With that said, let me be careful to point out that these verses also express God’s positive desire for women. Paul says “that women should adorn themselves...” John Stott notes that; “When a woman adorns herself, she is seeking to enhance her beauty.” Paul recognises both that women are beautiful and that they should be encouraged to exhibit their beauty. There is no biblical warrant in these verses for women to neglect their appearance or conceal their beauty. The question is how and why women adorn themselves. The text teaches us that women should adorn themselves, but they should do so with “respectable apparel, with modesty and self-control... with what is proper for women who profess godliness—with good works.”
So it’s perfectly okay for women to dress nice and exhibit beauty in a godly manner... but this verse also highlights how it’s also important to understand that true beauty comes from the spiritual life of the soul, which produces good works. God’s standards for feminine beauty are very different and much deeper than much of today’s culture. How many fashion magazines feature tips for inner beauty? The world often sees beauty as only outward thing... but “the LORD sees not as man sees: man looks on the outward appearance, but the LORD looks on the heart” (1 Sam 16:7). Men are often part of the problem. When we evaluate women only by looks, we help make women slaves to their appearance. Attraction is not wrong, but when men look only at outward beauty it is ungodly, since God looks primarily on the heart.
Primarily a Christian woman is made beautiful by who she is in Christ and what she does in his name, not by what she wears. True beauty comes from nurturing the inner woman, and good works are the overflow of that inner beauty. If a woman wants to be beautiful in God’s eyes, the primary fashion statement she ought to make is her good works. Some of the beautiful works Paul has in mind are listed in chapter 5: bringing up children, showing hospitality, washing the feet of the saints, caring for the afflicted, and being devoted “to every good work” (which pretty much covers everything...) 1 Pet 3:3-5 underlines the importance of a woman’s inner beauty when it says;
“Do not let your adorning be external—the braiding of hair, the wearing of gold, or the putting on of clothing—but let your adorning be the hidden person of the heart with the imperishable beauty of a gentle and quiet spirit, which in God’s sight is very precious. For this is how the holy women who hoped in God used to adorn themselves, by submitting to their husbands.”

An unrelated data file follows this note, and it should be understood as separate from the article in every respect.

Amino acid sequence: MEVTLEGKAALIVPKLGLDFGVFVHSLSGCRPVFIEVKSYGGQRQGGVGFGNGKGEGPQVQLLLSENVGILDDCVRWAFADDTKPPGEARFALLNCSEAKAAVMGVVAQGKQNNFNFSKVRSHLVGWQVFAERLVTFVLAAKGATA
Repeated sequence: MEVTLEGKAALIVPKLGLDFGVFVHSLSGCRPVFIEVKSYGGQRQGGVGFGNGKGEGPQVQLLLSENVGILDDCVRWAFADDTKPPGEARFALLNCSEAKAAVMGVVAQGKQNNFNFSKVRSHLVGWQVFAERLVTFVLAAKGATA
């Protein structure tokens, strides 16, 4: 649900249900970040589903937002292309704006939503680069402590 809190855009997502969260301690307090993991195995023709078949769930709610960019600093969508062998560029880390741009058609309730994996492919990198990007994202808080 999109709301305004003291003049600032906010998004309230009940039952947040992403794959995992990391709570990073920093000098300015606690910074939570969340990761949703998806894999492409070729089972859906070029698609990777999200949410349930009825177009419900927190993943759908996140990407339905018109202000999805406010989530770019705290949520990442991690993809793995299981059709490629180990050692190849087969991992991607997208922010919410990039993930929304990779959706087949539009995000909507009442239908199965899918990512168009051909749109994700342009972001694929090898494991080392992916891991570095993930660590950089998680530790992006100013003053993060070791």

Let a Woman Learn
V11 “Let a woman learn quietly with all submissiveness.”
In the Roman world, women were considered to be intellectually second-class. For this reason the educational system was only designed for men. The Jewish rabbis were even more chauvinistic. According to the Jerusalem Talmud (not the OT), “It would be better for the words of the Torah to be burned, than that they should be entrusted to a woman.” In such a culture educating women was viewed as a waste of time.Unsurprisingly then women played a very small role in the public life of the synagogue. The Babylonian Talmud gives an insight into this negative attitude towards women; “The men came to learn, the women came to hear.” In such a context the words “let a woman learn quietly with all submissiveness” are very positive & affirmative of the equality of women. In fact these words align perfectly with the counter cultural example of Christ in the gospels.
Think about the story of Mary and Martha in Luke 10:38-42. Often when this story is taught the focus of application is on spending time at the feet of Jesus. This is an important lesson, but there is something else happening in this story. The story opens with the words; “Now as they went on their way, Jesus entered a village. And a woman named Martha welcomed him into her house.” Clearly Jesus wasn’t on his own when he went to Martha’s house, but who was he with? Verse 23 of the chapter helps us see he was with his disciples. This means, when Mary “sat at the Lord’s feet and listened to his teaching” (V39) she was sitting with the male disciples – assuming the place of a learner with them... Martha was outraged by Mary’s actions. She thought Mary should be helping her in the kitchen like all good Jewish women. But listen to how Jesus responded to Martha! Did he send Mary back to the kitchen? No, instead he defended her right to learn; “Martha, Martha, you are anxious and troubled about many things, but one thing is necessary. Mary has chosen the good portion, which will not be taken away from her.” In other words Mary did the right thing by sitting at the feet of Jesus with the men; Jesus was pleased with her and assured her that her right to learn would never be taken away from her. When Jesus spoke these words he opened the door for all women to take their place at the feet of Jesus as equal disciples.